Skip to main content
State Seal State Seal State Seal
Home Button Home Button Home Button
 
 
 

Rep. Kelly says budget fails to invest in working people, families and the communities they live in

April 21, 2021
Brigid Kelly News

COLUMBUS –Rep. Brigid Kelly (D-Cincinnati) today issued the following statement on the House passage of House Bill 110, the state’s two-year budget. House Democrats largely opposed the bill, saying it was a missed opportunity to invest in everyday Ohioans still struggling amid the health and economic crisis.

“Our state needs a budget that invests in a recovery to benefit all Ohioans. This isn’t that budget. This budget doesn’t do enough to invest in the tools people need to build a better life - like childcare, rental assistance, affordable college, public health, and higher wages,” said Rep. Kelly. “Republicans thought it was more important to cut taxes for the wealthiest Ohioans instead of investing in the things we need to get people back to work and our economy growing again. This tax cut jeopardizes hundreds of millions of dollars in federal aid under the American Rescue Plan - resources that go to working people, families, small businesses, and local governments.”

Democrats also noted that the Republican-backed $380 million tax giveaway that largely benefits the wealthiest Ohioans could threaten hundreds of millions of dollars in federal funding under the American Rescue Plan.

Democrats offered a number of amendments on the House floor Wednesday, including measures that would:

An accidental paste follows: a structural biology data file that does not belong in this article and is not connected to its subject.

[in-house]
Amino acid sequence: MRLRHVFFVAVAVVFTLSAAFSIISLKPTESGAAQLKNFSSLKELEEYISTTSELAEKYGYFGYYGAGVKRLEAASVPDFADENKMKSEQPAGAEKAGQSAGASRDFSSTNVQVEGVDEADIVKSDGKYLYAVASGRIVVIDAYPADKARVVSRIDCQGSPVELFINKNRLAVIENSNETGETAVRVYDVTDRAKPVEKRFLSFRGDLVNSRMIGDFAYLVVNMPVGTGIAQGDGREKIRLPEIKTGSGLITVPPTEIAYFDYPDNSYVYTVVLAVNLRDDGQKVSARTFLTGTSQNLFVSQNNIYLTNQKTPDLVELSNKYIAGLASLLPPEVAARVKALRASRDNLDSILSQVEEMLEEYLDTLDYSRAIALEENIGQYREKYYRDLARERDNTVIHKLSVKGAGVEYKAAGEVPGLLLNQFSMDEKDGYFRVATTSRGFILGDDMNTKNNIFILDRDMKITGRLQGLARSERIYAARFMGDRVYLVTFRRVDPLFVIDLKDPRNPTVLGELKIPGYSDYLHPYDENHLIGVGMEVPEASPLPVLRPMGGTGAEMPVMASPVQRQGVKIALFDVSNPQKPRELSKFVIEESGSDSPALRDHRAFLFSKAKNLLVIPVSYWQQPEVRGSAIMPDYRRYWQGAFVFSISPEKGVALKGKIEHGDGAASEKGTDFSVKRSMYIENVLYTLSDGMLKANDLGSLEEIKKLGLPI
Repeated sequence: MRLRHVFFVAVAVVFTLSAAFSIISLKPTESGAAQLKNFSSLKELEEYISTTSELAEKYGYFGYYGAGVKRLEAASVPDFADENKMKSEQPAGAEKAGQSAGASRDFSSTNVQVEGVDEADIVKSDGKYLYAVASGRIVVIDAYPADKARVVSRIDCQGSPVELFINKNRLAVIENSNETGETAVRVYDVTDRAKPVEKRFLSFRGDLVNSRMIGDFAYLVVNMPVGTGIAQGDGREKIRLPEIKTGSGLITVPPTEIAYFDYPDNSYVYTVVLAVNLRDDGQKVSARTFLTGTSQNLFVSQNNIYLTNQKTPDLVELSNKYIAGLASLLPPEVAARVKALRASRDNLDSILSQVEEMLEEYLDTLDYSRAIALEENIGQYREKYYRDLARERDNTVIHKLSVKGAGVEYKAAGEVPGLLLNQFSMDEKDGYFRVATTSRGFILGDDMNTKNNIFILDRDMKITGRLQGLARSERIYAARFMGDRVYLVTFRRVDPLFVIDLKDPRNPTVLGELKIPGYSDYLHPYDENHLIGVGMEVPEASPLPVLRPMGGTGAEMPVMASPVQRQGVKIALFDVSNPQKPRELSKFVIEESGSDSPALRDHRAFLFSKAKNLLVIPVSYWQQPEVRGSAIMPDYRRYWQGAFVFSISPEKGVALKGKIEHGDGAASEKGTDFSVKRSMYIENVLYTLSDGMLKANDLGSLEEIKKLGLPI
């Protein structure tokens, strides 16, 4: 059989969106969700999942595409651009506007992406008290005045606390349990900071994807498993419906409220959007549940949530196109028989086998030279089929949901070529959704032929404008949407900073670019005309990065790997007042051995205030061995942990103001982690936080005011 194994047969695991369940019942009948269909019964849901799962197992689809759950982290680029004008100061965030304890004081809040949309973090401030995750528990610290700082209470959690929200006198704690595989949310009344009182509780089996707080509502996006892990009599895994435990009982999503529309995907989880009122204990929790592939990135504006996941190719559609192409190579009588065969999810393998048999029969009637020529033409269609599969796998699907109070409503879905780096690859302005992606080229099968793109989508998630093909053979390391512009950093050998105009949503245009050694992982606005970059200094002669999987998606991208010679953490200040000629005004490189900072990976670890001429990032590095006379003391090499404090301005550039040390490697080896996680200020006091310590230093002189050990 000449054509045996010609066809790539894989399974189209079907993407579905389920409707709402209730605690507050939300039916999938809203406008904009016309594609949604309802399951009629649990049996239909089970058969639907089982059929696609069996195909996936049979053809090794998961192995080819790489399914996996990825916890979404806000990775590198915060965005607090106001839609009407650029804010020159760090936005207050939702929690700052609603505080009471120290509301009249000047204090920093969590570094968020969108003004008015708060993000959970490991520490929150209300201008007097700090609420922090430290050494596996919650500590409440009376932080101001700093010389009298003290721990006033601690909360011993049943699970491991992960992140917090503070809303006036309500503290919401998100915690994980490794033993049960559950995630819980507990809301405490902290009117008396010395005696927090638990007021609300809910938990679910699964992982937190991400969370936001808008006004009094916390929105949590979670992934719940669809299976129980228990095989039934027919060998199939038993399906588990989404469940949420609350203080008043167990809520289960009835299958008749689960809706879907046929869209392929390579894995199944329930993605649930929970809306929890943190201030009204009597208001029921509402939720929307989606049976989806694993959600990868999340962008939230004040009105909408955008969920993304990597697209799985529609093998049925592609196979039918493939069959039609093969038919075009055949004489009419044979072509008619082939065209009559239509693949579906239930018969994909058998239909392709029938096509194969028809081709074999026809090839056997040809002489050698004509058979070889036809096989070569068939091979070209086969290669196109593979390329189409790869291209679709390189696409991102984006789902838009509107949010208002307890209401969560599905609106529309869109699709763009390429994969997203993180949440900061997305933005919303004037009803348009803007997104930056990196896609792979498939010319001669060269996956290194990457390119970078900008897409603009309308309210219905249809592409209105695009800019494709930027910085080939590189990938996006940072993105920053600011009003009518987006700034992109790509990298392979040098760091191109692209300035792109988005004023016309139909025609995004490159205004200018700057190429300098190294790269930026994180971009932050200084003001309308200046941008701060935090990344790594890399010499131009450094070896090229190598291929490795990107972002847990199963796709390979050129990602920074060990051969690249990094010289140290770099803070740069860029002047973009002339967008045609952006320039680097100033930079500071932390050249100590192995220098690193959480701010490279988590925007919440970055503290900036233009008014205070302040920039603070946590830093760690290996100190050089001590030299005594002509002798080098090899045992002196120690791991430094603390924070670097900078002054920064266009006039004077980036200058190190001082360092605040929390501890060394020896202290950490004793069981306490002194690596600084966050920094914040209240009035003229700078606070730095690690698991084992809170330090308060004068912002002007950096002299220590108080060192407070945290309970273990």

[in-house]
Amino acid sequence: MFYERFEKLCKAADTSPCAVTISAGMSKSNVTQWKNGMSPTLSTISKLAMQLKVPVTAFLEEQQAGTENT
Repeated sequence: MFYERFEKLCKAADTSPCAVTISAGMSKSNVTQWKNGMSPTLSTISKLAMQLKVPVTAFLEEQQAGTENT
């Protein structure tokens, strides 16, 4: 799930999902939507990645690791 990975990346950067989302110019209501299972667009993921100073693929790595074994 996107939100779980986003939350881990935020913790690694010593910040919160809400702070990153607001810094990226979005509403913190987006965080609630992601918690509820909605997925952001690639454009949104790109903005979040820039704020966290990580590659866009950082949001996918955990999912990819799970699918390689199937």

Put more money back in the pockets of working people by making the earned income tax credit partially refundable and investing in local governments and public libraries;
Increase access to publicly funded childcare to allow more Ohioans to get back to work;
Prioritize coronavirus relief, including investments in public health, rental assistance and waiving unemployment benefit overpayments made to Ohioans during the pandemic.
Restore Republican cuts to H2Ohio funding to invest in clean water infrastructure.
Raise wages for home health care workers and allow them to collectively bargain for better wages and benefits.   
Invest in programs to make college more affordable to lower-income Ohioans.
Invest in maternal health and morbidity data reporting to improve health outcomes.
Increase funding for AIDS prevention services at Ohio Planned Parenthood and removes funding from crisis pregnancy centers. 
 

Republicans rejected each amendment.

After passing the House, the bill moves to the Senate for consideration.